At our last covenant group meeting, we took time to reflect on our experience together since coming together in the fall of 2015. Our group is made up of members from Asbury UMC in the Church Hill neighborhood of Richmond and Centenary UMC in downtown Richmond. About half of us are African-American, and half of us are white. Each person in the group has a specific role to play, depending upon their own spiritual gifts. In our meetings, we begin with worship, prayer, and personal sharing. We make plans for the six public workshops being led by Jim Melson, Director of The Cornelius Corps. And then we have time to discuss some reading we have each studied before our meeting. These times of reflecting on the readings and discussion have been transformative for me.
Over time, our relationships with one another have deepened and our sharing with one another has become more frank. One of the purposes of the Remember and Recommit project is to explore a model of Christian community that intentionally integrates spiritual practices and actions of mission and justice. We are now experiencing the deepening of relationships and anticipate hearing God’s call to some form of action, witness, and Service as times goes on.
In a recent discussion, one of our members described both our covenant group and the six workshops we are hosting with Jim Melson's leadership as providing a “creative space for discomfort.” As one of the Caucasian members of the group, that summed it up for me. But in this space for discomfort, our hope is to be led together toward true reconciliation. I have learned some things about myselfin our workshops and in our covenant group that have created some healthy discomfort.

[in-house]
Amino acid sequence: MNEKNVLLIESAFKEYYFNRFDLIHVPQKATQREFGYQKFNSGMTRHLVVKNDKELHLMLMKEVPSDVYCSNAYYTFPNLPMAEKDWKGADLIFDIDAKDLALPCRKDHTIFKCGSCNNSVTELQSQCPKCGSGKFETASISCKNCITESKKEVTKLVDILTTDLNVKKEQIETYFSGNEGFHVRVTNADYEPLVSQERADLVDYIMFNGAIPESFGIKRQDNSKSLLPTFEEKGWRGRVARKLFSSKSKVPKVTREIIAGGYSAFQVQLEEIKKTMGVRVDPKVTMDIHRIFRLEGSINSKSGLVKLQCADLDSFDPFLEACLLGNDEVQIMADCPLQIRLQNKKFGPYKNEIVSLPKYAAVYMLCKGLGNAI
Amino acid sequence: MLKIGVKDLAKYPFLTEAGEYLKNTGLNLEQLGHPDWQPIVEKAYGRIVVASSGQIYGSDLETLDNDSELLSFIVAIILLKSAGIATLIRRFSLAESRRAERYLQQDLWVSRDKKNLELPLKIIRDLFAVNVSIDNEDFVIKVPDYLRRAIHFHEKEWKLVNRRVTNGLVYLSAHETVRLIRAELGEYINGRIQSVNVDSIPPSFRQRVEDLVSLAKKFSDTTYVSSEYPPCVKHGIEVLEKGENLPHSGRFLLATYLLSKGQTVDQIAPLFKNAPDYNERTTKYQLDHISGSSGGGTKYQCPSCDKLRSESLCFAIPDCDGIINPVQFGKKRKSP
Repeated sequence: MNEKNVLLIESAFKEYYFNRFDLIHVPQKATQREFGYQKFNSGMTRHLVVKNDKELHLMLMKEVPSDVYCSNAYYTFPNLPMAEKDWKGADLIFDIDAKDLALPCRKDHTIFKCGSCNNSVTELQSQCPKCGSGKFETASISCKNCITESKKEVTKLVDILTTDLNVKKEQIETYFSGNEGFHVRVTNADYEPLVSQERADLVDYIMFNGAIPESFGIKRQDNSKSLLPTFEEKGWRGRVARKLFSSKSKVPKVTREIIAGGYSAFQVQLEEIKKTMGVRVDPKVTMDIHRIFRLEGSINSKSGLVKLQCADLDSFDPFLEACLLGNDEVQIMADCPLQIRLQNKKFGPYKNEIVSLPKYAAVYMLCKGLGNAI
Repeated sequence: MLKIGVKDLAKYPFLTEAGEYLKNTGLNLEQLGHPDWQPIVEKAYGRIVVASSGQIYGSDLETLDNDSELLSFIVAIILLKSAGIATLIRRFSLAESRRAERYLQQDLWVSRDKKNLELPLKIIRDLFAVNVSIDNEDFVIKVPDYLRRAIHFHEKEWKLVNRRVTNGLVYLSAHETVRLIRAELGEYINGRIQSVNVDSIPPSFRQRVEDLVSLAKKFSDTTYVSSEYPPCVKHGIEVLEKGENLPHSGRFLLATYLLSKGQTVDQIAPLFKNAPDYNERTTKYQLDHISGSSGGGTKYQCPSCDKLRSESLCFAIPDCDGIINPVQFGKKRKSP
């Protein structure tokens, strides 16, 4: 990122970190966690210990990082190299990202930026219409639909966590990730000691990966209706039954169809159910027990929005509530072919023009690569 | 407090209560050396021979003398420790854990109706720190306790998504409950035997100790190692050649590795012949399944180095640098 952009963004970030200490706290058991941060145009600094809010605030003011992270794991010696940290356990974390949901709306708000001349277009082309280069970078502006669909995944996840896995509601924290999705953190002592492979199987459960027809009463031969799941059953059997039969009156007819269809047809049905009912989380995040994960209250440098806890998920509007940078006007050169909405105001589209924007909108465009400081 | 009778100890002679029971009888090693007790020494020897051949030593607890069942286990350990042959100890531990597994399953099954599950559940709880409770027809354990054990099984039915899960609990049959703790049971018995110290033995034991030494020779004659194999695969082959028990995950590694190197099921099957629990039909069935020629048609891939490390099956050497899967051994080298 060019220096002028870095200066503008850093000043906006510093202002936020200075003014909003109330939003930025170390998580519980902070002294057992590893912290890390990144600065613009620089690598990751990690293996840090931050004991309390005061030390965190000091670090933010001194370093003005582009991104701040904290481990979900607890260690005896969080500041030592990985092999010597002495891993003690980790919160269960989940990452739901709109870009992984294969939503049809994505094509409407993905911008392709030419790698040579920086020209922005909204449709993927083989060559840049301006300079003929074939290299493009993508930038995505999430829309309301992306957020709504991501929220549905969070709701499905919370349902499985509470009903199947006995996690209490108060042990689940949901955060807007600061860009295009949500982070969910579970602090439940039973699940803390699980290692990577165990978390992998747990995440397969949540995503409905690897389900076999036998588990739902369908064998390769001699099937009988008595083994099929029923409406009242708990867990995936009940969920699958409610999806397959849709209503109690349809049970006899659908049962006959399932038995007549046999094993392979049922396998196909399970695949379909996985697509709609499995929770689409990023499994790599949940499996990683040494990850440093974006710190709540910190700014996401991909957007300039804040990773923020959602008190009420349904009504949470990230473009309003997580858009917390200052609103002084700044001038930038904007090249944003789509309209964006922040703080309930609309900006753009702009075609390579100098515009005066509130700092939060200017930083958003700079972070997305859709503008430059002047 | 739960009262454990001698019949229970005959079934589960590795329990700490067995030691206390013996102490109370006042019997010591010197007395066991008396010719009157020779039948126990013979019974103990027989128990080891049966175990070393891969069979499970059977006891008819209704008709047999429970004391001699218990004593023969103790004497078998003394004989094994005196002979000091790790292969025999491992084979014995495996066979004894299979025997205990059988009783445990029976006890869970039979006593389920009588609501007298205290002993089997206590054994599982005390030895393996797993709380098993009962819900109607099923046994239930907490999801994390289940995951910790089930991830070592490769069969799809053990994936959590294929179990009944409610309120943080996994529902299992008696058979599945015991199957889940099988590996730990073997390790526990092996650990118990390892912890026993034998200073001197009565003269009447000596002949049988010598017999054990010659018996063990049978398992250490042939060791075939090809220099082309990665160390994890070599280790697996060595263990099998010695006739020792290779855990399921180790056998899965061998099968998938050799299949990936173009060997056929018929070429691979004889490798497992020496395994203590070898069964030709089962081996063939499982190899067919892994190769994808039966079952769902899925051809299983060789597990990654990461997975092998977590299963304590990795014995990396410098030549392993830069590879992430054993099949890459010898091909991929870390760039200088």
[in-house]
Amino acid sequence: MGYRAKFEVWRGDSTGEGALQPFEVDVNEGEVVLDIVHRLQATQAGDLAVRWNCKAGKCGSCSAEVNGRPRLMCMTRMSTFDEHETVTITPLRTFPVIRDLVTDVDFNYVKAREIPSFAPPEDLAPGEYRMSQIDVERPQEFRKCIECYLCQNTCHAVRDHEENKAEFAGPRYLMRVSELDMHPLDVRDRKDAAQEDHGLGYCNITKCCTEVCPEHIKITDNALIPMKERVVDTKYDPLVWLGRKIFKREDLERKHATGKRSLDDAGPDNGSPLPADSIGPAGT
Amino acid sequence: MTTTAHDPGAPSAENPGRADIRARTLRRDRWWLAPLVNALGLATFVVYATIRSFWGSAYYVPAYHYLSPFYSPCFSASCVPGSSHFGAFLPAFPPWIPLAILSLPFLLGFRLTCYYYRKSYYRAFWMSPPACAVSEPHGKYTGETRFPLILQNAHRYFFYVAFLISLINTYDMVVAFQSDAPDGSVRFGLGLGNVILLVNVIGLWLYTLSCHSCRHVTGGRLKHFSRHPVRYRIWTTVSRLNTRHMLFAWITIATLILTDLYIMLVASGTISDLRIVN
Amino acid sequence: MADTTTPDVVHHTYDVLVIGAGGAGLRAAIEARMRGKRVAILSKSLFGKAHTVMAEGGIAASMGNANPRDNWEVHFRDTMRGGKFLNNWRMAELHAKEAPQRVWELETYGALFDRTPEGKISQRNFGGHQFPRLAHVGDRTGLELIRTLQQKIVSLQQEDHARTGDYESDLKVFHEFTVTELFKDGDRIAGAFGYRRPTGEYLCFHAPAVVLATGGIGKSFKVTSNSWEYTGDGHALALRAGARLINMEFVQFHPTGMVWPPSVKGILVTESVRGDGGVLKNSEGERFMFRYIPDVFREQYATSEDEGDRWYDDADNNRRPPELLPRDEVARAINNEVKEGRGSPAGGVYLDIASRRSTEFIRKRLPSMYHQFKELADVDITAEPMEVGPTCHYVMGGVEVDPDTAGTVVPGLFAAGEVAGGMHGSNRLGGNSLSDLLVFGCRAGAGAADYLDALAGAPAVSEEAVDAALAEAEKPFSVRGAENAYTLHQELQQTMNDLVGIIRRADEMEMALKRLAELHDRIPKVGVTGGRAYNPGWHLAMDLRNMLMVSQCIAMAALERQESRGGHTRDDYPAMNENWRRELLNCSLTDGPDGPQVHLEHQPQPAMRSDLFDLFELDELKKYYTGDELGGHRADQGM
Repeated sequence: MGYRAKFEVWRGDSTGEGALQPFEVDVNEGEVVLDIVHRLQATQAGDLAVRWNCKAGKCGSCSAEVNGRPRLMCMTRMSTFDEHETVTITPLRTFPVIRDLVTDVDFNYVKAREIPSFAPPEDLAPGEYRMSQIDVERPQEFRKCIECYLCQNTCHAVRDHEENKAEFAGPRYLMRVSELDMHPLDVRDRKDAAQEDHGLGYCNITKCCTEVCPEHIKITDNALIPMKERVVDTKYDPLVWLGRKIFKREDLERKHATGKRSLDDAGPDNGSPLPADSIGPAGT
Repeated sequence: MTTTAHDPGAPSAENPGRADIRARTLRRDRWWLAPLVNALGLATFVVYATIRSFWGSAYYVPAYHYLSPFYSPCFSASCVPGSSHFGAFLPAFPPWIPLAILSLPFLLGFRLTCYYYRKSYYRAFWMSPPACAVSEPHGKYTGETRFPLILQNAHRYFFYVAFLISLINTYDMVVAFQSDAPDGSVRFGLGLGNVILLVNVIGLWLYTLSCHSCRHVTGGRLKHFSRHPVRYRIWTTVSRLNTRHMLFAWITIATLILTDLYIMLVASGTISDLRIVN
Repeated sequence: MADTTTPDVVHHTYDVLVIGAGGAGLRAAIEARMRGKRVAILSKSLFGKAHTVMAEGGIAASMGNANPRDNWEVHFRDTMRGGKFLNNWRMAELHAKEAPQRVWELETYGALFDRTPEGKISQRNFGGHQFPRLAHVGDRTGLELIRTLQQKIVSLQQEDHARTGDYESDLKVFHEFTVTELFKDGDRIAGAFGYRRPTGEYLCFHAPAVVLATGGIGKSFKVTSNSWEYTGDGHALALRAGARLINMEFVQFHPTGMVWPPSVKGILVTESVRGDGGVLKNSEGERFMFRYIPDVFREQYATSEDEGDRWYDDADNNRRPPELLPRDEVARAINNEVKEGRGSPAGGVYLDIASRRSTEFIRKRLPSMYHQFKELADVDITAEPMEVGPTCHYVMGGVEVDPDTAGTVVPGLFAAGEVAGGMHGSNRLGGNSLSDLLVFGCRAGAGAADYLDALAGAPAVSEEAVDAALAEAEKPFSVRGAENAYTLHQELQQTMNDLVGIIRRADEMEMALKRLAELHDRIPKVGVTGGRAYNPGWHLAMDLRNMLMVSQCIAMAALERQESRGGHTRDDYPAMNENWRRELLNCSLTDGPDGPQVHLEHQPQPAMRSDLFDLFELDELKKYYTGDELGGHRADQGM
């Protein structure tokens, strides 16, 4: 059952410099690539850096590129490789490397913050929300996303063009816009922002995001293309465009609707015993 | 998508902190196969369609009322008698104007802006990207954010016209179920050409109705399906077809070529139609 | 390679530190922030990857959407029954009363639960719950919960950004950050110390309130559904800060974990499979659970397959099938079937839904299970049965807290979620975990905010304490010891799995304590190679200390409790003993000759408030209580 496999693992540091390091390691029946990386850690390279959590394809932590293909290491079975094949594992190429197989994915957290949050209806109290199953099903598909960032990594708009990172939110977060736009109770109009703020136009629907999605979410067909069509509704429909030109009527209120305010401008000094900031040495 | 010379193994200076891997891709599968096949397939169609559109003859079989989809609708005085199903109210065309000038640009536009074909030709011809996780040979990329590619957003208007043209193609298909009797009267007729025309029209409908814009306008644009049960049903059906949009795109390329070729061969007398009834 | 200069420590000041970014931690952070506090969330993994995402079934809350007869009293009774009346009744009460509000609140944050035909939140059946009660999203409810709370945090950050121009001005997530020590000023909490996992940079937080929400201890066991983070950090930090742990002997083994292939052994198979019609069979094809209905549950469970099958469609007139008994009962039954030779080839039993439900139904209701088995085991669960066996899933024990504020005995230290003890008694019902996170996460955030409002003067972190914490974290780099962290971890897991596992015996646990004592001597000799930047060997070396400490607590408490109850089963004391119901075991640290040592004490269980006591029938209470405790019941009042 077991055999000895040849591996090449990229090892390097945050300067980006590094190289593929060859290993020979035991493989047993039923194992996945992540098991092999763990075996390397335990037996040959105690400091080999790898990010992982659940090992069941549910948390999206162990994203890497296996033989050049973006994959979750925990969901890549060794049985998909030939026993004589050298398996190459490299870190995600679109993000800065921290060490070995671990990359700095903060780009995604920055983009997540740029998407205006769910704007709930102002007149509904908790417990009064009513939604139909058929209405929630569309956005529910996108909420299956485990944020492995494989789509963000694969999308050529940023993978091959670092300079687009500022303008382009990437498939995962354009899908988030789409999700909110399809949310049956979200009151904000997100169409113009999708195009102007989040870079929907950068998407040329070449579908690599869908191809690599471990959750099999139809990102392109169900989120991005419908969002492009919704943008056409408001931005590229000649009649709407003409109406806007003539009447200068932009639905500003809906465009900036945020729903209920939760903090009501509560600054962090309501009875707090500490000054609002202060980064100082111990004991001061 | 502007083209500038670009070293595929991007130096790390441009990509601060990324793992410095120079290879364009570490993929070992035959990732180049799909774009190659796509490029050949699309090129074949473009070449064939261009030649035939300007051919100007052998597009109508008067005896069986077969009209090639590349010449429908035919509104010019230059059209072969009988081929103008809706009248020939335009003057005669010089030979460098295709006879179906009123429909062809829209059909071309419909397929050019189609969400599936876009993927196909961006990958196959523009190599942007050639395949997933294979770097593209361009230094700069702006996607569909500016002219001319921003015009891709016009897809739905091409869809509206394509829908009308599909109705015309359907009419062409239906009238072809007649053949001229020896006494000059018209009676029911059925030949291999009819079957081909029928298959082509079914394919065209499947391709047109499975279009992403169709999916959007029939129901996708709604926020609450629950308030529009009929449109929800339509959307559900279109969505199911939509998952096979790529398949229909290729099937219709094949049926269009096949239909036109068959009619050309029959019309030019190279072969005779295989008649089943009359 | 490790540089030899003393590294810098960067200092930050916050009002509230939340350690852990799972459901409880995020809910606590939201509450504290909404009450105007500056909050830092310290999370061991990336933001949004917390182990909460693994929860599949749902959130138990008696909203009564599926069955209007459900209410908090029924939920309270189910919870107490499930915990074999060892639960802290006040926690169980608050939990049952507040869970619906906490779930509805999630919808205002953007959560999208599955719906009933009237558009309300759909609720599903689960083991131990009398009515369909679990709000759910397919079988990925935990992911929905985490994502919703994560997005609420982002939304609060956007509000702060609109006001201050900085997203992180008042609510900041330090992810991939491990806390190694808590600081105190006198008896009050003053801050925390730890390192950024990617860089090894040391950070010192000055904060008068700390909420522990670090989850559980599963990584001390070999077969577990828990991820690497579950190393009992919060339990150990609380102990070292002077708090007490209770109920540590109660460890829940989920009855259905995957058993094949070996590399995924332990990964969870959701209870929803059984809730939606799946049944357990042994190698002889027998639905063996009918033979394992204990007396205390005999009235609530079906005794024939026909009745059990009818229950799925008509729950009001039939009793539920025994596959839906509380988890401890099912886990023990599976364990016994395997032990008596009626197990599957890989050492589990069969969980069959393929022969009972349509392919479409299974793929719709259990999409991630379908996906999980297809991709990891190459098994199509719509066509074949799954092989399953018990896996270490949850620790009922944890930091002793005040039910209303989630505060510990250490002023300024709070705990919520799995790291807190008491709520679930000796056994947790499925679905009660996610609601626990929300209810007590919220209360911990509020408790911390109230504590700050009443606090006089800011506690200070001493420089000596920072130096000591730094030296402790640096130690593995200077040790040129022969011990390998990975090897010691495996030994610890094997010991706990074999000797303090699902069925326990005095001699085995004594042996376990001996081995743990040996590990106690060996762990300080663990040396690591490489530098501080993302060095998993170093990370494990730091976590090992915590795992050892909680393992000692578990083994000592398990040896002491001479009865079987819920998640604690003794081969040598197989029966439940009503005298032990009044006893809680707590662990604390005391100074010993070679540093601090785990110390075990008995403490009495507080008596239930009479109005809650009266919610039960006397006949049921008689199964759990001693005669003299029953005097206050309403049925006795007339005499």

First, I have learned that though I thought I had a good understanding of the history of the modern Civil Rights Movement, there is so much I did not know. For instance, in learning about the lunch counter sit-ins, the march in Selma, and the Freedom Rides, I do not think I ever fully understood just how brutal and inhumane angry whites responded to these non-violent efforts for justice. Second, I have learned that no matter how much I had assumed that I could understand another person's perspective through imagination and empathy, I cannot possibly know what their experience is like unless they tell me. Therefore, I need to learn to ask questions—and then listen! Third, I have learned that many of the things happening in our nation today–Ferguson, Baltimore, New York—are the products of a long history of intentional racial discrimination and exclusion. When African American members of our group talked about the real fears they’ve experienced riding subways in New York City as young people, or the financial difficulties they and their parents and grandparents have experienced because of predatory and discriminatory lending practices from the past that made something as simple as buying a used car nearly impossible, or when we discuss the gap in wealth between blacks and whites and recognize that our African American sisters and brothers have always known that laws around property and housing were intentionally stacked against them, I realize that the sin and evil of racism still casts a long shadow across our nation. And when I am led not only to repent of my own sin, complicity, and indifference, but to begin to wonder whether this history has so tainted the present and future as to preclude any possibility for real change and true reconciliation, I hear one of our African-American brothers say something like, “I really am hopeful. Just naming this problem honestly is a huge step forward. I see a lot of Christians stepping forward in these difficult times. I see young people with different attitudes. I have hope. I believe that God’s love and grace and mercy will lead us to a new day.”
I’m grateful—grateful for our covenant group and these honest conversations, grateful for Jim and The Cornelius Corps, grateful for the workshops. And like my hopeful friend, I have to be hopeful that our small steps together just might lead us a little closer to the vision of God’s kingdom of justice, peace, and love.